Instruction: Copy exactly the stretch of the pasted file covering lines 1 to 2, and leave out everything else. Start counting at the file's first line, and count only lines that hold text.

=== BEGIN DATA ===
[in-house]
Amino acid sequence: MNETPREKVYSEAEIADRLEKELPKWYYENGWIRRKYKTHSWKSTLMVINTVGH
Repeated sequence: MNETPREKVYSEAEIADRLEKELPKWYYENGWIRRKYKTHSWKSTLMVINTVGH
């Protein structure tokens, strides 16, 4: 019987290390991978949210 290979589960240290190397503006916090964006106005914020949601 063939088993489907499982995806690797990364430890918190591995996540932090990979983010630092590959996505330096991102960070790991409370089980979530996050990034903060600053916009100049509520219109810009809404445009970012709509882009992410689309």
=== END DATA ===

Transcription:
[in-house]
Amino acid sequence: MNETPREKVYSEAEIADRLEKELPKWYYENGWIRRKYKTHSWKSTLMVINTVGH